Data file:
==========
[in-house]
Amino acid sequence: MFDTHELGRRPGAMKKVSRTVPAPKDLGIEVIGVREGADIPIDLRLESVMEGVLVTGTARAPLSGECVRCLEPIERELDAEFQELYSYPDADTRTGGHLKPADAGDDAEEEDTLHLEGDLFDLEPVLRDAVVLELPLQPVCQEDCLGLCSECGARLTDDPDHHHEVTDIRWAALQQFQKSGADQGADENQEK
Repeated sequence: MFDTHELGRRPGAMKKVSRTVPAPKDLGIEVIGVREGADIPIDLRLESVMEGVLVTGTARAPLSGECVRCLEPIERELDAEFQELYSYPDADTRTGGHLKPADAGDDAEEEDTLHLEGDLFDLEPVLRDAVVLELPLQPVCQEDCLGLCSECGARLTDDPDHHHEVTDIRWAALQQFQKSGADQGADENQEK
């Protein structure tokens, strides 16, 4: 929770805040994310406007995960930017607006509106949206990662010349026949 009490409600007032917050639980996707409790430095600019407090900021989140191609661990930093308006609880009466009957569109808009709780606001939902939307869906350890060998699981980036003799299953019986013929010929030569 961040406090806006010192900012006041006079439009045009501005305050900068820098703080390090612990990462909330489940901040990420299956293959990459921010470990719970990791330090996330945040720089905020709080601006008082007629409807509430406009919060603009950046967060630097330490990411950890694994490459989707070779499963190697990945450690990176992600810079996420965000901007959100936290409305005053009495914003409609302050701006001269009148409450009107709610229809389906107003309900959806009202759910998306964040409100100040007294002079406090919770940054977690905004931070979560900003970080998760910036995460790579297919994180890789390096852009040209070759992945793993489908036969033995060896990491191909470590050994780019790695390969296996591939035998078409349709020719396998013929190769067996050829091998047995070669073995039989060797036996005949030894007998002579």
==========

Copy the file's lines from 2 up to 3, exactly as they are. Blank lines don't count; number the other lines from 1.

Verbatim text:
Amino acid sequence: MFDTHELGRRPGAMKKVSRTVPAPKDLGIEVIGVREGADIPIDLRLESVMEGVLVTGTARAPLSGECVRCLEPIERELDAEFQELYSYPDADTRTGGHLKPADAGDDAEEEDTLHLEGDLFDLEPVLRDAVVLELPLQPVCQEDCLGLCSECGARLTDDPDHHHEVTDIRWAALQQFQKSGADQGADENQEK
Repeated sequence: MFDTHELGRRPGAMKKVSRTVPAPKDLGIEVIGVREGADIPIDLRLESVMEGVLVTGTARAPLSGECVRCLEPIERELDAEFQELYSYPDADTRTGGHLKPADAGDDAEEEDTLHLEGDLFDLEPVLRDAVVLELPLQPVCQEDCLGLCSECGARLTDDPDHHHEVTDIRWAALQQFQKSGADQGADENQEK